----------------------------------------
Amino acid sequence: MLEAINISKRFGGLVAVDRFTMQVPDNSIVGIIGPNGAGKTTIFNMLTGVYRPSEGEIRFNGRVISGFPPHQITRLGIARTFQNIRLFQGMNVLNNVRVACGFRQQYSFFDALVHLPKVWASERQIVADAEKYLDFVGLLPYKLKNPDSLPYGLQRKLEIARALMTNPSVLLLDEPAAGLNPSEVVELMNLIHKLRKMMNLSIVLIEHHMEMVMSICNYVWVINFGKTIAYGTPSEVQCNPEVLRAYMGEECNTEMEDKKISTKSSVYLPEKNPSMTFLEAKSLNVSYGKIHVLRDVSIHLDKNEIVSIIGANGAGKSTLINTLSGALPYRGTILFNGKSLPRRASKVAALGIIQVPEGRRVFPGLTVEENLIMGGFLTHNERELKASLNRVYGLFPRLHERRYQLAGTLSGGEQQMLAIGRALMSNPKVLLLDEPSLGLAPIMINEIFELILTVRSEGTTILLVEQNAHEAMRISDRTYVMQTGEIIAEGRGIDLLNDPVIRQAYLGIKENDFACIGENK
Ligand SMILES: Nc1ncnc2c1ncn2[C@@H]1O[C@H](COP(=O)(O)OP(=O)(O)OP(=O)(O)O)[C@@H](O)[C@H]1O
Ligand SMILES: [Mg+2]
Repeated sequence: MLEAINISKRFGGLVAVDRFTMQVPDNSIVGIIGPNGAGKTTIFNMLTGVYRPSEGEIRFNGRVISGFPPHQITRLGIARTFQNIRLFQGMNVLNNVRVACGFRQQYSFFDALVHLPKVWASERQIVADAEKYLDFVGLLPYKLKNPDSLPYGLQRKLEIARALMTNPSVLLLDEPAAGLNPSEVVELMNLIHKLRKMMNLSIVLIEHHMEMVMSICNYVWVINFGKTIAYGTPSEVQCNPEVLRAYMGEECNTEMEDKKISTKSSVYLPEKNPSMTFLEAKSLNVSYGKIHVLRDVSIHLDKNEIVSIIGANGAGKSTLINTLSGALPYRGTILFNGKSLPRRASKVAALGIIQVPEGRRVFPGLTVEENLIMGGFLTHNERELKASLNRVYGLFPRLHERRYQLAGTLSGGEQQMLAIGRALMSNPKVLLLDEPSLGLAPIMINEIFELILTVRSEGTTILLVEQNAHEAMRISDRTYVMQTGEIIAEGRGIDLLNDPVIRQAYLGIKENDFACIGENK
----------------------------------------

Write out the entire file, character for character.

Amino acid sequence: MLEAINISKRFGGLVAVDRFTMQVPDNSIVGIIGPNGAGKTTIFNMLTGVYRPSEGEIRFNGRVISGFPPHQITRLGIARTFQNIRLFQGMNVLNNVRVACGFRQQYSFFDALVHLPKVWASERQIVADAEKYLDFVGLLPYKLKNPDSLPYGLQRKLEIARALMTNPSVLLLDEPAAGLNPSEVVELMNLIHKLRKMMNLSIVLIEHHMEMVMSICNYVWVINFGKTIAYGTPSEVQCNPEVLRAYMGEECNTEMEDKKISTKSSVYLPEKNPSMTFLEAKSLNVSYGKIHVLRDVSIHLDKNEIVSIIGANGAGKSTLINTLSGALPYRGTILFNGKSLPRRASKVAALGIIQVPEGRRVFPGLTVEENLIMGGFLTHNERELKASLNRVYGLFPRLHERRYQLAGTLSGGEQQMLAIGRALMSNPKVLLLDEPSLGLAPIMINEIFELILTVRSEGTTILLVEQNAHEAMRISDRTYVMQTGEIIAEGRGIDLLNDPVIRQAYLGIKENDFACIGENK
Ligand SMILES: Nc1ncnc2c1ncn2[C@@H]1O[C@H](COP(=O)(O)OP(=O)(O)OP(=O)(O)O)[C@@H](O)[C@H]1O
Ligand SMILES: [Mg+2]
Repeated sequence: MLEAINISKRFGGLVAVDRFTMQVPDNSIVGIIGPNGAGKTTIFNMLTGVYRPSEGEIRFNGRVISGFPPHQITRLGIARTFQNIRLFQGMNVLNNVRVACGFRQQYSFFDALVHLPKVWASERQIVADAEKYLDFVGLLPYKLKNPDSLPYGLQRKLEIARALMTNPSVLLLDEPAAGLNPSEVVELMNLIHKLRKMMNLSIVLIEHHMEMVMSICNYVWVINFGKTIAYGTPSEVQCNPEVLRAYMGEECNTEMEDKKISTKSSVYLPEKNPSMTFLEAKSLNVSYGKIHVLRDVSIHLDKNEIVSIIGANGAGKSTLINTLSGALPYRGTILFNGKSLPRRASKVAALGIIQVPEGRRVFPGLTVEENLIMGGFLTHNERELKASLNRVYGLFPRLHERRYQLAGTLSGGEQQMLAIGRALMSNPKVLLLDEPSLGLAPIMINEIFELILTVRSEGTTILLVEQNAHEAMRISDRTYVMQTGEIIAEGRGIDLLNDPVIRQAYLGIKENDFACIGENK